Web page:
Kyle Orton will start against the Bengals. It’s not a terrible matchup, but Orton’s preseason performance is not encouraging. Only use him if you’re desperate (or you’re in a 2 QB league). It does help that Brandon Marshall is behaving.

Raiders name Darren McFadden as their starting RB. He has had a very impressive preseason, so this is just a formality. Even if he didn’t start, he’s going to play a ton of snaps because he is easily the Raiders most explosive player. (And he better perform, because I started him over Santonio Holmes this week!)

Russell solid in preseason debut

Reports coming out of Raiders training camp surrounding JaMarcus Russell have been mostly negative as the third-year quarterback continues to struggle with consistency and trying to get his timing down with his receivers.

But in Oakland’s 31-10 win over Dallas in the Raiders’ preseason opener on Thursday night, Russell showed the poise that once made him the No. 1 overall pick in the NFL Draft. He completed six of his nine pass attempts for 50 yards and while his average pass only went for a messily 5.6 yards, it was a promising start for a player who is expected to turn the corner this year as a quarterback.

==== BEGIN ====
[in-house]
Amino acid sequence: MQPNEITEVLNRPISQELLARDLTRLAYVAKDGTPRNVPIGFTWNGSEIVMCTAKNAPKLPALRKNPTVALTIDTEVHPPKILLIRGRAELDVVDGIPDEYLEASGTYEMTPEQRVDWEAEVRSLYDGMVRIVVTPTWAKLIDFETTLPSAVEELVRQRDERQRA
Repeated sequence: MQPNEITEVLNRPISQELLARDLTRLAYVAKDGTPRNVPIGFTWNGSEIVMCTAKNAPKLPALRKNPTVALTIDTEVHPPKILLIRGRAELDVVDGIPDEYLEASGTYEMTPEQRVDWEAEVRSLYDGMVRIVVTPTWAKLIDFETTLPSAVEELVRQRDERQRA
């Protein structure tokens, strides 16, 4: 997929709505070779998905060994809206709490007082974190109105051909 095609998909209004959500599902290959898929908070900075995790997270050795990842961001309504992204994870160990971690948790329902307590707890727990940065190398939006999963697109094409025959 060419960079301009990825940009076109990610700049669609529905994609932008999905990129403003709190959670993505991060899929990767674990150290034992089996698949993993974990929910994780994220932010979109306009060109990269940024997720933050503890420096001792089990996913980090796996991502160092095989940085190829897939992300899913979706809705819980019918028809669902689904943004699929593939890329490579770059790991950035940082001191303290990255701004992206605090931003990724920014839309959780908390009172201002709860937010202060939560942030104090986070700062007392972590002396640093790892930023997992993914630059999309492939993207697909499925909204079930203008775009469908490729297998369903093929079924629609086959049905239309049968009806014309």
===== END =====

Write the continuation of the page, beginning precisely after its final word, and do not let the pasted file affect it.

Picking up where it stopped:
Granted, one preseason game in which he only threw for 50 yards isn’t going to tell us whether or not Russell is finally developing. But he has looked so poorly at times during his short career that it’s worth mentioning when he resembles a NFL quarterback.

Of course, Russell wasn’t the key performer in Oakland’s first preseason win and neither was former first round pick Darren McFadden, although he did rush four times for 63 yards (15.8 average).

That distinction goes out to former seventh round pick Chaz Shilens, who hauled in five passes for 52 yards. Shilens, who has a nice blend of size, speed and hands, is starting to emerge as a nice go-to receiver for Russell in the passing game and could turn out to be the Raiders’ best playmaker this season.

Ten second-year NFL breakout candidates

Players like Matt Ryan, Chris Johnson and Joe Flacco have already pulled a seat up to the proverbially NFL dinner table after turning in solid rookie seasons. But which second-year players (who didn’t have great success in their rookie campaigns) are set for breakout seasons in 2009?

Here are 10 that jump out to me:

(Note: I consider players like Ryan, Johnson, Flacco, Jonathan Stewart, Matt Forte and Steve Slaton as already having breakout seasons, so you won’t find them on this list.)

In no particular order: